Orchard of the Torah
The Torah is sometimes called an orchard.
In Hebrew this is פרדס Pardess.
Like an orchard, the deeper one enters into it,
the sweeter the fruit.
Four levels of Torah knowledge
(that correspond to Four Worlds) are depicted here
in four concentric rings.
These are hinted at in
the four Hebrew letters of the word .פרדס
פשט פ .1 Pshat literal Scripture Asiyah-body
2. רמז ר Remez symbolic Mishnah Yetzirah-heart
3. דרש ד Drash homiletic Talmud Beriyah-mind
4. סוד ס Sode esoteric Kabbalah Atzilut-soul
1. The outermost circle quotes the opening sentences of the first scroll of the Scriptures - B'reishit (Genesis). This ring contains twenty four trees with scenes representing the Twenty-four Books of the Written Torah (the Tanach) moving counterclockwise from B'reishit at the top. The name of each book is written on the scrolls which are open across the trunks of these trees.
2. Moving more deeply inward, the next level depicts the Six Orders of the Mishnah - The Oral Torah. Here are six trees in whose fruit are the various texts of the Mishnah that students learn by heart. The passage ringing this region is the opening of the text Pirkei Avot, the Ethics of the Fathers, which tells of the unfolding of the Oral Torah from the Written Torah.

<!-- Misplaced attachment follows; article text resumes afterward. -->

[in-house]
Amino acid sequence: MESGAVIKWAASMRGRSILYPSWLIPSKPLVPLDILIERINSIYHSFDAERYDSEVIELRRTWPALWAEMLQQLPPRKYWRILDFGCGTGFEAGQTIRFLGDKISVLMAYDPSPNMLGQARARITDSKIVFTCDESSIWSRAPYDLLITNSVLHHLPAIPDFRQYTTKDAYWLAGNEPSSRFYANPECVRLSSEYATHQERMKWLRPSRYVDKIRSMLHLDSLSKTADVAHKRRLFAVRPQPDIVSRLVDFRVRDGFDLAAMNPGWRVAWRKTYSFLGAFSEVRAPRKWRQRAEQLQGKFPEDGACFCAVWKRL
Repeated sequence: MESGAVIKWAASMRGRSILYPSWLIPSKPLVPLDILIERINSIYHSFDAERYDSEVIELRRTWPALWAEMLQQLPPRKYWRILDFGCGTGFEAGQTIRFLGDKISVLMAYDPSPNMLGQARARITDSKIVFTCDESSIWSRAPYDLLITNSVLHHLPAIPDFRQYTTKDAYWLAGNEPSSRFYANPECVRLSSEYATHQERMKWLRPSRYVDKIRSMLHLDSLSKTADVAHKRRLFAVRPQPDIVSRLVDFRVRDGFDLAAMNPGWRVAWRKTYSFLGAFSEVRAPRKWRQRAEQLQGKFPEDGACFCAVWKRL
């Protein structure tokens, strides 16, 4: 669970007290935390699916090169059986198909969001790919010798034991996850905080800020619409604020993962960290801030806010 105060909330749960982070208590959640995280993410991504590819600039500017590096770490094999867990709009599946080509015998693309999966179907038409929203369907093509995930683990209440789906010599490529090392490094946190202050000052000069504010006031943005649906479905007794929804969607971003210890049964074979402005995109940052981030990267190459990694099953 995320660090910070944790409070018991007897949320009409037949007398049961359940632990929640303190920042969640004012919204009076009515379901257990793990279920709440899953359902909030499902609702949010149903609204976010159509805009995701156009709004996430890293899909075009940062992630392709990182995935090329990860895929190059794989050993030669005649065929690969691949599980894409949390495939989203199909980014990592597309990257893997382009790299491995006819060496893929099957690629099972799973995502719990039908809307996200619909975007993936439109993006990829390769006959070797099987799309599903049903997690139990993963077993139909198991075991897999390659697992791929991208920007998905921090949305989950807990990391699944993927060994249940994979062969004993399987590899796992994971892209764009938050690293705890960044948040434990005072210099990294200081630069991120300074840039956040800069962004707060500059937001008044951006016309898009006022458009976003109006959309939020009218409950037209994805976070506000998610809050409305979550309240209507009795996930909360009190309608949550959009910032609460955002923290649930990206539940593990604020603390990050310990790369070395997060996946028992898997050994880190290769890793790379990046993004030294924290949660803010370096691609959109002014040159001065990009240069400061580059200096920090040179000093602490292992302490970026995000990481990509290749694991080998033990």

3. The next circle holds four trees whose branches form the names of the Four Sections of the Shulkhan Arukh, the code of Jewish law written in Tzfat by Rabbi Yosef Karo in the 16th Century. Between these trees stand four brilliant scholars, teaching their students the complex logical arguments used in deciding legal matters from the Babylonian and Jerusalem Talmud. Around this circle are the opening words of the Talmud.
4. The innermost circle is the secret region of the Kabbalah - also known as the Soul of the Torah. The 'Tree of Life' at its center represents the Zohar, the main text of the Kabbalah. Rabbi Shimon Bar Yochai and four of his holy students eat from the fruit of this mystical Tree and teach the secrets of the Inner Torah. All are surrounded by holy fire. The Tikkunai Zohar's opening passage encircles this scene.